As you all know, 42 is the Answer to the Ultimate Question of Life, The Universe, and Everything but by the time you read this, if indeed you ever do, I will no longer be 42
On the eve of my 42nd birthday I destroying The Sumners cake trolley. It was an act that defined my life but then I bought a Tilley hat and moved on.
As I reflect on my 42nd year on this planet, it was a strange year as I had very little work. Unfortunately in this modern world, what we do for a living can sometimes be the only thing that defines us?
When I say I did very little work, I really mean it. Endless months of waiting for the phone to ring but amongst this void I managed to cut a pilot for the best series that never got commissioned, I graded my first ever commercial which resulted in an unpleasant experience of extortion. I was involved in a failed coup, helped revamp Dragons Den and graded my first ever feature film before finishing the year in familiar territory, a cutting room at ITV.
I will be celebrating my 43rd birthday by on-lining a film for my dear friend Chris Malone who has spend most of the year filming a man, filming the Queen.
As a man who has managed to miss most of life by working, my 42nd year will be defined by the voids and how I filled them. I have had a remarkable number of new experiences in the past 12 months.
My top 10 highlights of my 42nd year are as follows, in no particular order.
1. I destroyed the cake trolley. If you don’t get it don’t worry you are in good company.
2. I was interviewed on local radio station, Bolton FM about my legendary cake trolley explosion. This led to the some not entirely complimentary fan mail but what is history but a fable agreed upon?
3. From local radio to national radio, I was spring-boarded onto the Nicky Campbell show where I bemoaned the fact that the Labour party needed to offer the nation hope. No fan mail followed
4. From local radio to national TV. Not quite sure what happened here other than I guess BBC bookers are lazy and go for the easy option?
5. I displayed my art work in a pop up art gallery. Regardless of my fan mail, I rather suspect this confirmed my place as an artist.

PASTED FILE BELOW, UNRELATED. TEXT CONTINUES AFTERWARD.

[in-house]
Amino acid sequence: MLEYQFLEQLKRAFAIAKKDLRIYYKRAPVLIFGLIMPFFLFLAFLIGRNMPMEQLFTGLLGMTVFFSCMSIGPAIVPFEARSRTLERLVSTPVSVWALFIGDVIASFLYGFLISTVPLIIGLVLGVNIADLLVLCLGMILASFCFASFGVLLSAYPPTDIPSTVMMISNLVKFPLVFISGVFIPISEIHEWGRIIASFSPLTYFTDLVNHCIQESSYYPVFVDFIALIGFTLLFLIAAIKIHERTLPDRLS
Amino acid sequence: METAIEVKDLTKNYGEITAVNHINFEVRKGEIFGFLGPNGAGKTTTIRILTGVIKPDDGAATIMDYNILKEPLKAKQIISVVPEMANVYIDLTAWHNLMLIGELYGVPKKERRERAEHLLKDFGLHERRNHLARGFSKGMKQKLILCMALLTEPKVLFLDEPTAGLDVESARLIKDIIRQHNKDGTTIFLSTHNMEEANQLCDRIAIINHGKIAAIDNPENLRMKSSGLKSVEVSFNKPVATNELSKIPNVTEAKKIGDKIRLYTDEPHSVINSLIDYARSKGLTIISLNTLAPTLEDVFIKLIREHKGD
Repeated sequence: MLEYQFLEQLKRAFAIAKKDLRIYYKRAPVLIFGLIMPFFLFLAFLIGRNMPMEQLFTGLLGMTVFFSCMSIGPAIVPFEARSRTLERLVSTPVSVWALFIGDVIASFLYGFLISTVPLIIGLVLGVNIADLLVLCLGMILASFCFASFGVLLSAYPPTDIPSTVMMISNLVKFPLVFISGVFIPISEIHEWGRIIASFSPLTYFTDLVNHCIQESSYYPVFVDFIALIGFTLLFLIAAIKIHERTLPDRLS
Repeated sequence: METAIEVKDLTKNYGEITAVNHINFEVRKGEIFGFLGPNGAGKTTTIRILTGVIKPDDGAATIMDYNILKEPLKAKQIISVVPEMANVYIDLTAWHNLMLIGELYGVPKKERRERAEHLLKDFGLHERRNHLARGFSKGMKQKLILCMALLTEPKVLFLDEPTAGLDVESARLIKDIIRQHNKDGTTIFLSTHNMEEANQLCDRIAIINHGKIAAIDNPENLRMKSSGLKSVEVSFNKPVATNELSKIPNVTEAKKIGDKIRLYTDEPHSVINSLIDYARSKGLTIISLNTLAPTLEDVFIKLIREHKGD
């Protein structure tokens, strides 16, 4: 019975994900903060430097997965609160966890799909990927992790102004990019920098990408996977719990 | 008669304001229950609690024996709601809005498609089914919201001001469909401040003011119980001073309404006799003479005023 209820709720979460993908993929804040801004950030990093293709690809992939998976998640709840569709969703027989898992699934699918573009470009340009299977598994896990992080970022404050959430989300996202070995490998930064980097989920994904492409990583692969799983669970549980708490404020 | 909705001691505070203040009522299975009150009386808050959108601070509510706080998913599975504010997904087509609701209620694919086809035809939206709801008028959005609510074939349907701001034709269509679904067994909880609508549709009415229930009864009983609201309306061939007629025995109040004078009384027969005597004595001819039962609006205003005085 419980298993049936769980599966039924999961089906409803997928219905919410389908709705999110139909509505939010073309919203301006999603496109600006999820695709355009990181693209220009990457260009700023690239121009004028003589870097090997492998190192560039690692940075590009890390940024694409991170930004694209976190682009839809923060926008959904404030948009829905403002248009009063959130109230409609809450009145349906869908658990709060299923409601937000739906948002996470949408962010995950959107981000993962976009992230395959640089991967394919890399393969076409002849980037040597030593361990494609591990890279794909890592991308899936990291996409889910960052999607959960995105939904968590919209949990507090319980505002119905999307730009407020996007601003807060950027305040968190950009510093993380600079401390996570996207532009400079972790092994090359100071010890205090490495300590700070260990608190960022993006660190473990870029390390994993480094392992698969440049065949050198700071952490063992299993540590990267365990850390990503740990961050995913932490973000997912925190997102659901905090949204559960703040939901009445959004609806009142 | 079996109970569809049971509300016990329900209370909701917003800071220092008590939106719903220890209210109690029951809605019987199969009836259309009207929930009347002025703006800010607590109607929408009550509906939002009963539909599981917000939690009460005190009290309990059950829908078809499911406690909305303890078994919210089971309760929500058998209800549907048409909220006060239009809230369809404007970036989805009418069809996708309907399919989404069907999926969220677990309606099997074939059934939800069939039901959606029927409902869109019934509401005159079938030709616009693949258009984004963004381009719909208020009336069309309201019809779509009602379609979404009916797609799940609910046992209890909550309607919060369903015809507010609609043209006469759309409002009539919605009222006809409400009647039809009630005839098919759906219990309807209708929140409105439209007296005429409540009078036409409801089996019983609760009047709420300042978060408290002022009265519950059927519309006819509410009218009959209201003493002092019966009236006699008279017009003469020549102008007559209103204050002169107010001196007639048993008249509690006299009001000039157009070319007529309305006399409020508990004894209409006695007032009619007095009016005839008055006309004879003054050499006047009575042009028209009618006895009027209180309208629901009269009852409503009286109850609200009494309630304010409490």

6. I went to my inaugural theatre workshop and ended up selling out Bolton’s Octagon theatre in a hit musical about the futility of war. Quite some achievement for a virgin Thespian and a theme that resonates loudly with the shenanigans in Syria.
7. I won my first ever sporting trophy when I helmed my Miracle sailing dinghy to first place in Delph Sailing clubs novice series. My crew promptly retired because “I am either scared or I am bored and that is no basis for a hobby.”
Speaking of Delph, I became a director of the sailing club and having largely managed to avoid the joy of meetings all my working life, I discovered how it can take upwards of8 months to discuss changing a door handle…
8. A failed quest for Dutch wine resulted in one of the drunkenness experiences of my life. This in turn led to a forming new friendships with The Van den Bergs and The Gandhis. Almost worth the entry fee?
9. The Bongo. There is much debate about who may have been the 5th Beatle but there is no debate about who is the 7th member of our family. The Bongo is the backbone behind a life of adventure and free spirit. What a magnificent vehicle to have transported me through my 42nd year. From helping me help feed the homeless, it doubles as a holiday home, a mobile office and a makeshift dormitory.
It also became notorious when I filled in for Northern rails ineptitude and enacted a random act of kindness. I love my Bongo.
10. In despatches, I also became did a soup kitchen run, raised money for charity, had my super slowmo gimbal footage shown on North West Tonight , experienced mindfulness at Manchester art gallery, became an RTS Judge and finally became a Patron of the Arts!
Adventures aside, apart from having very little money, there is one shadow which cast itself large over my 42nd year . The death of Jo’s mother Ann.
Ann was not just the mother to my wife, she was a friend and keen participant in one of my most enjoyable hobbies, bitching. Ann could help create whole ludicrous back stories to people actions and personalities, I enjoyed her company and miss her. Her death broke Joanne and shook me out of a world I was creating based on my self pity. Being strong for my wife as she dealt with losing her best friend was one of the most important roles I have ever had to play. I am still learning my lines and am prone to occasional fluffs.
When we got the phone call, I was busy working on the worst thing I had ever worked on in my life. Battling life and death with the twins was always a journey built on a foundation of hope. The foundations of that hope was Ann’s successful fight against cancer 10 years previously. With her death, our foundations were eroded. The under pinning is ongoing.
So that was my 42nd year. A compendium of experiences and possibly the most memorable year of my life. The twins continue to blossom and Thomas despite his considerable challenges, brings more joy to my than I could ever transcribe in prose.
As my 43rd year brings me nearer the mid point of my life than I comfortable with, I plan to grasp it by the horns and ride it for all its worth. Thank you to everyone who helped share 42 and make it one of the greatest years of my life. I love you all x